Broadcom Corporation v. CreateMutex
Claim Number: FA0210000128711
Complainant is Broadcom Corporation, Irvine, CA, USA (“Complainant”) represented by Gary J. Nelson, of Christie Parker & Hale LLP. Respondent is CreateMutex, Osaka, JAPAN (“Respondent”).
REGISTRAR AND DISPUTED DOMAIN NAME
The domain name at issue is <broad-com.net>, registered with TuCows, Inc.
On December 9, 2002, pursuant to Complainant’s request to have the dispute decided by a single-member Panel, the Forum appointed James P. Buchele as Panelist. The undersigned certifies that he has acted independently and impartially and to the best of his knowledge has no known conflict in serving as Panelist in this proceeding.
Complainant submitted a Complaint to the National Arbitration Forum (the “Forum”) electronically on October 25, 2002; the Forum received a hard copy of the Complaint on October 25, 2002.
On October 25, 2002, TuCows, Inc. confirmed by e-mail to the Forum that the domain name <broad-com.net> is registered with TuCows, Inc. and that Respondent is the current registrant of the name. TuCows, Inc. has verified that Respondent is bound by the TuCows, Inc. registration agreement and has thereby agreed to resolve domain-name disputes brought by third parties in accordance with ICANN’s Uniform Domain Name Dispute Resolution Policy (the “Policy”).
On October 31, 2002, a Notification of Complaint and Commencement of Administrative Proceeding (the “Commencement Notification”), setting a deadline of November 20, 2002 by which Respondent could file a Response to the Complaint, was transmitted to Respondent via e-mail, post and fax, to all entities and persons listed on Respondent’s registration as technical, administrative and billing contacts, and to firstname.lastname@example.org by e-mail.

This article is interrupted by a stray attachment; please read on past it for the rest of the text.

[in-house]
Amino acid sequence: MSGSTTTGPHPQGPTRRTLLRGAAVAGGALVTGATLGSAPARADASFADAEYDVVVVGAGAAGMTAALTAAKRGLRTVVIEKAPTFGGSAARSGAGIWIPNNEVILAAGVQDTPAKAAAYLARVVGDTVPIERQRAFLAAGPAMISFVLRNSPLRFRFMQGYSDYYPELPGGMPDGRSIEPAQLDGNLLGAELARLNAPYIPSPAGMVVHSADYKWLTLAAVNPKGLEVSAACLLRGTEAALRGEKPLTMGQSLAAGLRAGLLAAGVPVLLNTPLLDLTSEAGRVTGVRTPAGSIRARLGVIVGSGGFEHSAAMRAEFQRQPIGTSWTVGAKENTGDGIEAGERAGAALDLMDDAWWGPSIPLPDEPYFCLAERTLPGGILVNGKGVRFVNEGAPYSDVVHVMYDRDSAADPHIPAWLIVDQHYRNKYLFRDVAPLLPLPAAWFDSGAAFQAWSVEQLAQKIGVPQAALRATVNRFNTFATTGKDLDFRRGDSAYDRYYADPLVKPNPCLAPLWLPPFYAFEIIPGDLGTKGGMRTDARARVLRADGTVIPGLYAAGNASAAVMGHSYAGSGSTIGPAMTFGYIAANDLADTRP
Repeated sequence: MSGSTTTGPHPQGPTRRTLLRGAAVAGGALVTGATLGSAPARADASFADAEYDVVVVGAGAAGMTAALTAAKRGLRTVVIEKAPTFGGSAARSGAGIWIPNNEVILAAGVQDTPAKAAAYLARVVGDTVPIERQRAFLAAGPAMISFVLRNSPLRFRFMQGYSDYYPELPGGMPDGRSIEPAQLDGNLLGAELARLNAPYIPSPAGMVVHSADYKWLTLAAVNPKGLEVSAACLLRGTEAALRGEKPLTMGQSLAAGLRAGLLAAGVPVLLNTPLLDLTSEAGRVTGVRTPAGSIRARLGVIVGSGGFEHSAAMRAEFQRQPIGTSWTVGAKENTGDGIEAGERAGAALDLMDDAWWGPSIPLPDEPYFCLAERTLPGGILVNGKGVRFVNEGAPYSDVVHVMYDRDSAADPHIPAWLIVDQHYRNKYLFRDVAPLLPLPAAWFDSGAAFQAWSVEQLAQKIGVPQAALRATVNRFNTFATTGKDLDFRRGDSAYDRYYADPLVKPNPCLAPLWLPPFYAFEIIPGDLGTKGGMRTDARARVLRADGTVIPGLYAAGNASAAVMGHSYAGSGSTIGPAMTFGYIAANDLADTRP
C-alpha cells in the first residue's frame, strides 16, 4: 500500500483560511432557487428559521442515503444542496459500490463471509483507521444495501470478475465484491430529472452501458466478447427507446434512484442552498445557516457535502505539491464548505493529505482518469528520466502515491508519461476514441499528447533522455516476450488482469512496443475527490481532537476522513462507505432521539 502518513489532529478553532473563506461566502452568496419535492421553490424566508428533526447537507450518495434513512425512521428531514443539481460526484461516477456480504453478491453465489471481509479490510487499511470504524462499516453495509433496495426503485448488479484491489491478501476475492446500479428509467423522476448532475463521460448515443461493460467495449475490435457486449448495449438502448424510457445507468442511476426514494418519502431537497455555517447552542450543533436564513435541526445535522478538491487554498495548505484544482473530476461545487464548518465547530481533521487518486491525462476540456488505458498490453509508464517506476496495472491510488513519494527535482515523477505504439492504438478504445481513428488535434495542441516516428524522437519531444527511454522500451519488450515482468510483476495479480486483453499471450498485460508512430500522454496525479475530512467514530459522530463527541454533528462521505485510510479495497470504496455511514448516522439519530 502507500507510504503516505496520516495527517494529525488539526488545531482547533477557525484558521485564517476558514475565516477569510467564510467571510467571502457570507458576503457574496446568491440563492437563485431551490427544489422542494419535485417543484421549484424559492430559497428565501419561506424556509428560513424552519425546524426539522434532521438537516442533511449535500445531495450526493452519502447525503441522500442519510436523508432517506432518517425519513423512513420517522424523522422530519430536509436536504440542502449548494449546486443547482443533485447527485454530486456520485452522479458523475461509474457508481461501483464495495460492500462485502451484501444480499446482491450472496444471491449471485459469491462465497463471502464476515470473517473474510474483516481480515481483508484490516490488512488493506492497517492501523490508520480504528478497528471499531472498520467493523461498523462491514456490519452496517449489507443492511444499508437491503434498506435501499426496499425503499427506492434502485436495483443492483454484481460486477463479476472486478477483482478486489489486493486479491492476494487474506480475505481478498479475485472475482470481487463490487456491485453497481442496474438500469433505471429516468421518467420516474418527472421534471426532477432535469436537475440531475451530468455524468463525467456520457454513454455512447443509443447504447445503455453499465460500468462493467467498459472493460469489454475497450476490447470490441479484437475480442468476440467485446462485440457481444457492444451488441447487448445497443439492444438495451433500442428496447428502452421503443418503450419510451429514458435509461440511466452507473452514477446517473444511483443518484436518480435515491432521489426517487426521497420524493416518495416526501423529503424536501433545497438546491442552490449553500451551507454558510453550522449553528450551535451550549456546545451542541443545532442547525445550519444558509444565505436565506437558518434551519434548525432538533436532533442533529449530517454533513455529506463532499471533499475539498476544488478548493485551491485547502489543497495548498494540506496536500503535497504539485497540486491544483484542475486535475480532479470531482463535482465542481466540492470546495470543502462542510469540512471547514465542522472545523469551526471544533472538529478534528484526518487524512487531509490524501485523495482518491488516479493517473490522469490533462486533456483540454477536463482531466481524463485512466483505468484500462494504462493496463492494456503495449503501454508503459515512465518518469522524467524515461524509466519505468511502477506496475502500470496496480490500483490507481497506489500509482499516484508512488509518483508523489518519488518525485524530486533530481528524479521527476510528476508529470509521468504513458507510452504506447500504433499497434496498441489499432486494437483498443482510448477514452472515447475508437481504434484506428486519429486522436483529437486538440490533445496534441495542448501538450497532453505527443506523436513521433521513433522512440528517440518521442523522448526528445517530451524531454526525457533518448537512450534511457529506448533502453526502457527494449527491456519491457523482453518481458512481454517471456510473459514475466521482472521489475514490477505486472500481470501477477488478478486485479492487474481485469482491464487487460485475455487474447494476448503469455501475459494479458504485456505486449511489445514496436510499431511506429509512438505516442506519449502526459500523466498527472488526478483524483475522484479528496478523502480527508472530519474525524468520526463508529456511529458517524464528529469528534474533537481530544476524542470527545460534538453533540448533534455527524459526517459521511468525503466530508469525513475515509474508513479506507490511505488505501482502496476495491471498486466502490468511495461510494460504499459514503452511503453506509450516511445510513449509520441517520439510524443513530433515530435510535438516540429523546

Having received no Response from Respondent, using the same contact details and methods as were used for the Commencement Notification, the Forum transmitted to the parties a Notification of Respondent Default.
Having reviewed the communications records, the Administrative Panel (the “Panel”) finds that the Forum has discharged its responsibility under Paragraph 2(a) of the Rules for Uniform Domain Name Dispute Resolution Policy (the “Rules”) “to employ reasonably available means calculated to achieve actual notice to Respondent.” Therefore, the Panel may issue its decision based on the documents submitted and in accordance with the ICANN Policy, ICANN Rules, the Forum’s Supplemental Rules and any rules and principles of law that the Panel deems applicable, without the benefit of any Response from Respondent.